March 26, 2019
When Dr. Steven J. Barrer inherited a couple of beehives a few years ago, he discovered that the world of the honey bee is rich and complex, and he loves to share every buzzworthy tidbit he has learned along the way.
It all started when a family member working on the HVAC system at his home in Huntingdon Valley asked to set up a couple of beehives on his property. After a few years, when the relative didn’t have time to take care of them anymore, he asked the neurosurgeon to take them over.
“I’ve learned a lot about beekeeping from him and what I didn’t know I researched on YouTube and the internet,” said Barrer, director of the Vickie and Jack Farber Institute for Neuroscience and medical director of the Concussion Program at Abington-Jefferson Health,
Barrer, 68, started with one beehive and then added another. But last year one of the hives died out and the other one swarmed, so this spring he plans on just repopulating one of them.
“Prime beekeeping season is spring and summer. I only collect honey late in the summer though. I want to give the hive a chance to make enough honey for themselves.”
Hives used by beekeepers are man-made and broken into sections. The bottom section is where the queen bee lays her eggs. The cells in these sections are filled with honey for the queen and her babies.
The top section is also filled with honey by the worker bees, but the queen is kept out of this area. This is the honey you can collect, Barrer explained.
“Not all colonies produce a lot of excess honey," he explained. "The most I ever collected was 10 jars. Last year, no honey, the bees were bums.”
Barrer describes his approach to beekeeping as more hands-off while some beekeepers prefer to check on their hives every day. “Honey bees have been around for more than 100 million years," he said, "so I believe that they know how to take care of themselves. I don’t go in very often.”
“The thing I worry about is parasites like the varroa mite that can kill off a whole brood," he added. "I check and treat for that, and also make sure the queen is healthy and the brood is robust.”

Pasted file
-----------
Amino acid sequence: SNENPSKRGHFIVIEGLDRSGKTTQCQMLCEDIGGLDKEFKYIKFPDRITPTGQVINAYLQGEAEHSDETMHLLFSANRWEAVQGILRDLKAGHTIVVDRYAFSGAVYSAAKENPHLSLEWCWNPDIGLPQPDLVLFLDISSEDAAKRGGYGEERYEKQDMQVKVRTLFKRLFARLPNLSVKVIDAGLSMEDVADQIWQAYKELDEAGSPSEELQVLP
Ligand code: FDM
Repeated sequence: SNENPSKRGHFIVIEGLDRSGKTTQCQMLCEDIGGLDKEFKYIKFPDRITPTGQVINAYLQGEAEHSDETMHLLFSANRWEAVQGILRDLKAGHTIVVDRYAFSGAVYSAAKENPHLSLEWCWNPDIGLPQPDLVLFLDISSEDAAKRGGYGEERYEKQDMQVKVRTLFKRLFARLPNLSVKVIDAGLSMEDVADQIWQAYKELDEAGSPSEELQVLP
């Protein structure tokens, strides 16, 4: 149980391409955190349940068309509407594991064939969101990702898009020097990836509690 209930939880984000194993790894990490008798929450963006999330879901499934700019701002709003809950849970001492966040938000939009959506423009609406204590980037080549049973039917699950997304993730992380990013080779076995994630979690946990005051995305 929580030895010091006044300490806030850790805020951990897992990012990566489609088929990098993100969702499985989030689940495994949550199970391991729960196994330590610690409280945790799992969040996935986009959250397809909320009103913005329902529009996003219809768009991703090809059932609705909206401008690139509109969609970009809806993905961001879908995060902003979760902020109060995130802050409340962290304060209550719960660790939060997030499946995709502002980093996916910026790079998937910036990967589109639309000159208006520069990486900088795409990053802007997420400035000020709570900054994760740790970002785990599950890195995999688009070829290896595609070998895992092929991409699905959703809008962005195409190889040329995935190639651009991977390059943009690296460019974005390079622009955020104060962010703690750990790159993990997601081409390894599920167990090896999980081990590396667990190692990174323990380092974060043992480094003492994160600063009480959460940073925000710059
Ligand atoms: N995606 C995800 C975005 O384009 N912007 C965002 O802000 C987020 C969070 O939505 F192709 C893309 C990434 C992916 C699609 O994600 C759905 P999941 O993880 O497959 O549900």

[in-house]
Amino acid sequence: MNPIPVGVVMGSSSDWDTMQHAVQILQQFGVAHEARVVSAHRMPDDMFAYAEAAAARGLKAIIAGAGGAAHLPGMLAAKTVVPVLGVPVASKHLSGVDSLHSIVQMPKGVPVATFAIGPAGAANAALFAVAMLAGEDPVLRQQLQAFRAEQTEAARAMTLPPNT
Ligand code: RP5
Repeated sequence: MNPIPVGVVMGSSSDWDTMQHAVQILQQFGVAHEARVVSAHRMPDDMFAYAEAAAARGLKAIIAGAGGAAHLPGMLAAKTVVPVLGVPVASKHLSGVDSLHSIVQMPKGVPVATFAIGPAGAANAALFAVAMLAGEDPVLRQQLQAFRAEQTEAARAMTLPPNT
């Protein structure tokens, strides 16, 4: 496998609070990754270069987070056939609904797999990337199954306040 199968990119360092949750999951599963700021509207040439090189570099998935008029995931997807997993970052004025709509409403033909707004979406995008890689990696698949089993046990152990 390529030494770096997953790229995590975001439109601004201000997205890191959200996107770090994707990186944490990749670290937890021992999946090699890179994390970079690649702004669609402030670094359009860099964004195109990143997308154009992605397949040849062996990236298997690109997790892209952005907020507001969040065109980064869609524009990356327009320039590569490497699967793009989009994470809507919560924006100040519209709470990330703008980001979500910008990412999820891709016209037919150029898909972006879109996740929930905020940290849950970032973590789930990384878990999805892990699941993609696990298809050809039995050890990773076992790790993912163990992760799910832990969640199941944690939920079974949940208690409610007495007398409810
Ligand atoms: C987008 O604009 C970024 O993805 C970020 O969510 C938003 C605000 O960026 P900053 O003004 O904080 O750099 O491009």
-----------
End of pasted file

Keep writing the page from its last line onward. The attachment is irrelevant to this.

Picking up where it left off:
Another concern is a phenomenon called the colony collapse disorder which is when the majority of worker bees leave a hive abandoning the queen and immature bees.
In Pennsylvania, all beekeepers must be registered with the Commonwealth. If the hive is badly diseased, an inspector will recommend it be destroyed.
While he has felt the sting of a honey bee a few times, Barrer said his protective gear is mostly effective and other tools, like a smoker, can help keep the bees calm when he goes into a hive.
“Over time I have become less nervous working with the honey bees," he said. "Most of them are pretty docile unless threatened.”
Honey bees may buzz about, but if they are not near the hive, they won’t sting, he explained. His hives have always been in his wife’s vegetable garden and they don’t bother her.
Barrer said there is so much to discover about honey bees from their very structured hierarchy to the way they communicate, excreting certain pheromones to send messages to each other. They even have a special dance for letting each other know where there is a good place to forage.
There are three types of honey bees: the queen, the drones and the worker bees. The queen’s only job is to make babies while the drones are male bees who are expected to find a willing virgin queen to mate with during her nuptial flight. Then there are the worker bees, sterile female bees who are the labor force for the hive.
Beekeepers can purchase a new queen if their current one is not producing enough babies or to diversify the genetic pool, but hives are primarily self-sustaining. Bees will sometimes create a new queen on their own by feeding a larvae only a special royal jelly.
The queen bee can live for up to 5 years if healthy, but worker bees only live long enough to do all the foraging for food, storing nectar, feeding larvae and producing honey. And the mating process is so violent for the male drones that they die postcoitus. As a result, hives are in the constant process of repopulating themselves.
Barrer said that understanding their world and how it is connected to ours is crucial as honey bees continue to disappear at alarming rates because of pesticides, parasites and habitat loss. If we are not able to save them, we put our own food supply in jeopardy.